Tuesday, July 04, 2006

Alligator Growing Operation Not A Farm

Gill v. Prehistoric Ponds, Inc., 2006 Ga. App. LEXIS 671 (Ga. Ct. App. June 8, 2006).

A worker at the defendant's alligator growing operation was bitten by one of the pugnacious critters and contracted osteomyelitis and salmonella. The worker's claim for workmen's compensation benefits was denied because the administrative law judge hearing the case concluded that he was a 'farm laborer' and that the defendant was engaged in farming and thus exempt from the Georgia workmen's compensation statute.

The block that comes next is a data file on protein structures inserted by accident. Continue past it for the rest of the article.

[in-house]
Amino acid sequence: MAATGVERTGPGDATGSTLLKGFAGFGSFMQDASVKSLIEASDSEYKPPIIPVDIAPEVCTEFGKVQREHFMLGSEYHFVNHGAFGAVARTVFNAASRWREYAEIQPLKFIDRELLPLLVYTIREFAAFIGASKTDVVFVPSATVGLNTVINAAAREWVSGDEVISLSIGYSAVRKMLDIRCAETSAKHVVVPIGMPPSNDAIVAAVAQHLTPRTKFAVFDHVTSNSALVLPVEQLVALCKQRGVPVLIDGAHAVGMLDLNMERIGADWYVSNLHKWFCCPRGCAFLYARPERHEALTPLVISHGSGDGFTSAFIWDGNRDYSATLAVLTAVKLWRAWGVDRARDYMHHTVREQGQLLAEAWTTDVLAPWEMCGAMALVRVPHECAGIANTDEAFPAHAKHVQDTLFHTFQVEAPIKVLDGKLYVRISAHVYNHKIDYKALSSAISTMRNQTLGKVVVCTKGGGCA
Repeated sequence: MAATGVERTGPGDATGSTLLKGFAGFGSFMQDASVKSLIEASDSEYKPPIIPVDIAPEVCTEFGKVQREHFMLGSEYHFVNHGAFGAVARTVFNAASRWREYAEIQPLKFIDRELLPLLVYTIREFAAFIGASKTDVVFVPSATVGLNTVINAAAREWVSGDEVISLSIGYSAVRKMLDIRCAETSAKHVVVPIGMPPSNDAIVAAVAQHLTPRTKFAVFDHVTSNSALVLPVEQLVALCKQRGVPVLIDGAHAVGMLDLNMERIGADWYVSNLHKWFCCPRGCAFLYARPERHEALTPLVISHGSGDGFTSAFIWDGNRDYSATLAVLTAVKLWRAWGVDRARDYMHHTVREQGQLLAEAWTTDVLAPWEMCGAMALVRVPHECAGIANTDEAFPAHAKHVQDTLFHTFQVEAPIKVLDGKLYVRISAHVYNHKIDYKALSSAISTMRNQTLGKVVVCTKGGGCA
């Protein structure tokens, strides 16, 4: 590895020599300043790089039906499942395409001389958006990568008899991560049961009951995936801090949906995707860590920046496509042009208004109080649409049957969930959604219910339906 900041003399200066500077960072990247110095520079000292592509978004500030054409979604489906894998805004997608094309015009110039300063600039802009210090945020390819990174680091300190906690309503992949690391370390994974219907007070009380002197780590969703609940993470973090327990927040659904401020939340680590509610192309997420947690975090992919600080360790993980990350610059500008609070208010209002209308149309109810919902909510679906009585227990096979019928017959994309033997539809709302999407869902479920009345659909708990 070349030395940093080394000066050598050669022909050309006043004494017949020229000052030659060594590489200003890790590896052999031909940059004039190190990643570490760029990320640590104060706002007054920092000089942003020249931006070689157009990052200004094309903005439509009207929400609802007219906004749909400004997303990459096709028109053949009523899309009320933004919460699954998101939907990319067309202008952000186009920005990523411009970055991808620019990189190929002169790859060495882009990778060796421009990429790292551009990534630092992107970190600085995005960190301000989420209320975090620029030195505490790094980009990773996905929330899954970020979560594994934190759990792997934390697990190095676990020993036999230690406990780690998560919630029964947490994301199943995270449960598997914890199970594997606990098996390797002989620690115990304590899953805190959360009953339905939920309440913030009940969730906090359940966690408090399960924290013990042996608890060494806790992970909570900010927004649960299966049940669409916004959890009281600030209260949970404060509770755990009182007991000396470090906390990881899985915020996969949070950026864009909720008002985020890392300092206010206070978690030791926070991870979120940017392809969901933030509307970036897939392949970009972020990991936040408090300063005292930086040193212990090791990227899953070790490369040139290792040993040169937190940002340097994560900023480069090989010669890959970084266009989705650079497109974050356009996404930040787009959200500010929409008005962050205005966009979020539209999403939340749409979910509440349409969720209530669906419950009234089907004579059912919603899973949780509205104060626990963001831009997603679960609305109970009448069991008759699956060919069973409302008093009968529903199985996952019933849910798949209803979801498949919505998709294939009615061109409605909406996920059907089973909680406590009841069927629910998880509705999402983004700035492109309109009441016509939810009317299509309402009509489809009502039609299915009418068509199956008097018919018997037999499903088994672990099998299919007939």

On appeal, the court of appeals held that alligator growing is not farming, because the ALJ had improperly considered them livestock, which is a defined term. Alligator growing operations are regulated by the Department of Natural Resources and alligators are considered game animals.

The court of appeals concluded that although the plaintiff was performing agricultural labor, his employer was not a farm because alligators are not considered livestock, and thus the employer was not exempt from the workmens' compensation statute.


Post a Comment

<< Home